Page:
Cream of Tomato Soup Ingredients

Cream of Tomato Soup Ingredients

James Peterson’s recipe was even easier.  It called for just four ingredients – tomatoes, salt, pepper, and heavy cream. I primarily used the frozen plum tomatoes mentioned earlier, but also added a few locally grown tomatoes that I found at the coop (yes, they were grown hydroponically, but they looked and smelled good and I thought the fresh flavor would be a plus). I was reminded that one benefit from freezing whole tomatoes is how easy it is to slip the skins off as they thaw.  Since plum tomatoes tend to have far less juice and fewer seeds than larger tomatoes, I decided to forego seeding them, and since they were frozen, I didn’t bother chopping them, knowing I’d be able to easily break them up with a wooden spoon as they cooked.  I did peel, chop, and seed the fresh tomatoes and discovered how effective the Zyliss tomato peeler is (and realized how much easier it would have been if I had remembered to peel them before they were halved and seeded!).

Beyond that, the recipe is hardly a recipe – heat the tomatoes in a pot over medium-low heat until they’ve achieved the texture you want (some might want a shorter cooking time that retains more fresh flavor and texture, while others might prefer a more fully cooked, smoother product). At that point, simply stir in heavy cream, salt, and pepper to taste, heat through, and you’re ready to go.

Cream of Tomato Soup

Cream of Tomato Soup

I decided I wanted just a little more flavor and had intended to use fresh basil, but when the coop didn’t have any, I opted for a nice, fresh bunch of dill.  Its bright flavor didn’t disappoint.  I also decided to use the smaller quantity of cream called for in the recipe (Peterson suggests 1/2 to 2 cups of heavy cream per 5 pounds of tomatoes), not to be virtuous but because I find great pleasure in swirling a little cream into the soup in my bowl.  It’s all about the little pleasures, right? The recipe doesn’t call for blending, but anyone wanting a smoother texture could easily add that step. And my husband, who arrived in the kitchen as I was finishing this soup, suggested that the addition of a little crumbled feta cheese would be great. I think that would add some great tang and texture and intend to try it.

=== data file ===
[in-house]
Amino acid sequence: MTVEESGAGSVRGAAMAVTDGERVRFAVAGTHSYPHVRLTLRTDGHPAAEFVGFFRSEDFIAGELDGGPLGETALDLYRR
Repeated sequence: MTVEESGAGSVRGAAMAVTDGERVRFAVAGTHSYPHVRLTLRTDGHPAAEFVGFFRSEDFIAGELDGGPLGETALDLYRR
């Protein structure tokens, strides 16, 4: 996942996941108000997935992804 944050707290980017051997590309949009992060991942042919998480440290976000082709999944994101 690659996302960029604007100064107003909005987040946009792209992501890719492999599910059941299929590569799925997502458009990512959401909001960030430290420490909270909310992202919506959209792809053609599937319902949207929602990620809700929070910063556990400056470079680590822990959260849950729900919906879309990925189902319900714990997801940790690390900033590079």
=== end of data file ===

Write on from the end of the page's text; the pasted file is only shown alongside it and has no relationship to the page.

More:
And so, here I sit, about two hours after I started, with two batches of tasty tomato soup that will feed us well for several days.  One is the epitome of simplicity, the other not much more complicated but with a more complex flavor.  I’ll definitely make both again – and, oh my, how wonderful they’ll be when I can make them with fresh-from-the-vine local tomatoes.  That day can’t come soon enough for me.

Naomi Pomeroy’s Creamy Asian Tomato Soup:  As adapted by Allison Adato

(Smart Chefs Stay Slim: Lessons in Eating and Living From America’s Best Chefs)

2 Tbsp cooking oil
1 ¼ cup chopped onion
2 cloves garlic, chopped (1 rounded Tbsp)
1 28-ounce can chopped canned tomatoes
1 tsp kosher salt
½ tsp pepper
½ tsp paprika
1 Tbsp dark soy sauce
2 tsps fish sauce
1 can low-fat coconut milk
1 Tbsp sugar
1 Tbsp red wine vinegar, or to taste
2/3 cup (or more) water to thin

Heat cooking oil in heavy-bottomed pot. Cook onions until translucent and add garlic.  Cook for a minute more.
Add chopped tomatoes, salt, pepper, and paprika.  Add soy, fish sauce, and coconut milk. Simmer 5 minutes to meld flavors together. Add sugar and vinegar and adjust season to taste.
Puree in a blender until completely smooth. Serve in bowls with optional garnish of chopped cilantro.

Cook’s Note:  You will note the directions above do not reference the water. I did not add it and assume the author’s intent was to mention that water could be added to taste to achieve the desired thickness and texture